• Francine Goldman

    A great article! Many years ago when my husband and I traveled through Europe by car,, I thought of writing a book titled “Bathrooms I have Known as young and naive, didn’t know what to do when encountering all manner of places to relieve oneself, especially the hole in the ground with two footprints to place your feet.

      • Bebe

      On an epic 24 hour train trip from Tsingtao to Shanghai in 1986, I found the “facilities” amounted to a hole in the floor of the train with metal footpads on either side. Pretty exciting to see the tracks and earth whizzing by as one whizzed…

        • David
        David Lebovitz

        I was on a train back from Normandy and all the bathrooms were closed and locked. The conductor just told everyone they were hors service, or “out of order,” which was strange that all of them would be broken at the same time. And was a fairly long journey and people were not happy : 0

          • jill

          That’s outrageous.

            • Bebe

            That was a First Class train in China!

        • Tommy

        We are going on a 3 week trip thru China in April, we are taking a train to Hong Kong, it better have a western toilet!

          • Emma

          As a girl I honestly I do prefer non western toilets when travelling, no hard on you thighs posture while peeing ;-)

          And did you know that the crouching posture is far far better for bowels ?

          And to be frank, I really enjoy the little shower things : so much cleaner that using only paper, especially in tropical climates.

    • soosie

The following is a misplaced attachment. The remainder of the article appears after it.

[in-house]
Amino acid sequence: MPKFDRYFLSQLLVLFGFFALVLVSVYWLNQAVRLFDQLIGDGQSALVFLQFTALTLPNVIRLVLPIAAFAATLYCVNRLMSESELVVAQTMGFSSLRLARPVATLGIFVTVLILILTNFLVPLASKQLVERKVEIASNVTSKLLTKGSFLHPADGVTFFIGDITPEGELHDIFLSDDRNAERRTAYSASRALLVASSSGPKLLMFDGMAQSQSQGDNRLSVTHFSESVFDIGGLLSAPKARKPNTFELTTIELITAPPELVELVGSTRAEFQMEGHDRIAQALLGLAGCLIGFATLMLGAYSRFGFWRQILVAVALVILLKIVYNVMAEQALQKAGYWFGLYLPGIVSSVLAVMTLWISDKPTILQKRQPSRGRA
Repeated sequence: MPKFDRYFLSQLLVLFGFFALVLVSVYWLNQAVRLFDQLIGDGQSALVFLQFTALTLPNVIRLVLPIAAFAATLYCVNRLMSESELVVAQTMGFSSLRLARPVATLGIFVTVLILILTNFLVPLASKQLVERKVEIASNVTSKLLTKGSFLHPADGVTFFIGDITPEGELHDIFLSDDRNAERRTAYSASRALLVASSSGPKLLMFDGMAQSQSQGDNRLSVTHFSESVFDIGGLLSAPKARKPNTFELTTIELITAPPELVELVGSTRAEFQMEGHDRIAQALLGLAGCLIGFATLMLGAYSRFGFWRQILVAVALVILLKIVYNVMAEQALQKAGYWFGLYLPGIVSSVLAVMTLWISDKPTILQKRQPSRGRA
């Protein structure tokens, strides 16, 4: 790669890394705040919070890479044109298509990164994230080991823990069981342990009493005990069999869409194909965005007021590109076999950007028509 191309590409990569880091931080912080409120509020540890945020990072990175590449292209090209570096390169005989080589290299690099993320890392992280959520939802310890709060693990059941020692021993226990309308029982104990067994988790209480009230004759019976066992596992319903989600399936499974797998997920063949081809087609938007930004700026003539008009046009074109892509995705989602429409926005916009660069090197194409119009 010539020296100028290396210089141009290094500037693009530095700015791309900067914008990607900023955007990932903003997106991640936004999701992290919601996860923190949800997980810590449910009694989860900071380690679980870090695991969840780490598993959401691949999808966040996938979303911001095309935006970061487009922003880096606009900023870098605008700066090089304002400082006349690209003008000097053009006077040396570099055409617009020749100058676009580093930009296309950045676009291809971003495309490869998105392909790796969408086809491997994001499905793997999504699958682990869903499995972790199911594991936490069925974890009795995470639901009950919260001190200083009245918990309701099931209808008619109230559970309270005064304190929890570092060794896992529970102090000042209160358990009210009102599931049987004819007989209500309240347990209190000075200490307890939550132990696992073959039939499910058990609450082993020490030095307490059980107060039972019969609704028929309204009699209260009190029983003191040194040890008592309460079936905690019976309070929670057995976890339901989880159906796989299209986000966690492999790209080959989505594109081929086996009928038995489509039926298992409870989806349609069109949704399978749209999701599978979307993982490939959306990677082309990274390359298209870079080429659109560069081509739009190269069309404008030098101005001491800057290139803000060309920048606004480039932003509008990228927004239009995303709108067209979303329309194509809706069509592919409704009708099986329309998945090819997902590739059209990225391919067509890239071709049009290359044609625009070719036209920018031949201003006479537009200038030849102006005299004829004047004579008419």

We discovered Polly Platt’s books about 17 years ago when we first started making French friends. They have been our bibles ever since. On one trip we would read a few chapters at night, then watch in amazement the next day as the subject of our reading would be coincidentally played out in front of us. Now that we know people well enough to ask about manners, customs, and what is actually expected of us, we are told that some of her admonishments are a bit outdated, or “only for the bourgeoisie” which no one admits to being. But like all etiquette, they are still a good place to start until you know the local rules.

    • Barbara

    When I lived in Etain, France in the mid sixties there was a sign in an empty lot on the main street said en Francais,
    “It is forbidden to urinate under penalty of confiscation.”

      • Jennifer

      That is hilarious! One can only imagine what, and how…..


    In Belgium where I grew up most of the toilets are separated and have no heating and a window that opens.
    Madame Pipi are common in nice restaurants and public places and I I gladly pay for their service.
    A few years ago I went to a giant artisan party/fair on the Grand Place in Brussels, mostly attended by students ! The whole square reeked of urine and it seems that the paying portable toilets lade as much money as the beer stands !!!

    • Becky

    This reminds me of when we lived in Italy. My husband went into a public toilet while the Madame Pipi was gone. When he came out she was back and when he asked how much he owed her, she said “depends what you did”.

    • Lucy Woelbern

    Why are there no rules for doggies? My shoes were full of you know what until I learned you had to look down to avoid it. Unfortunately, then you miss the beautiful architecture. Lucy

    • Suédoise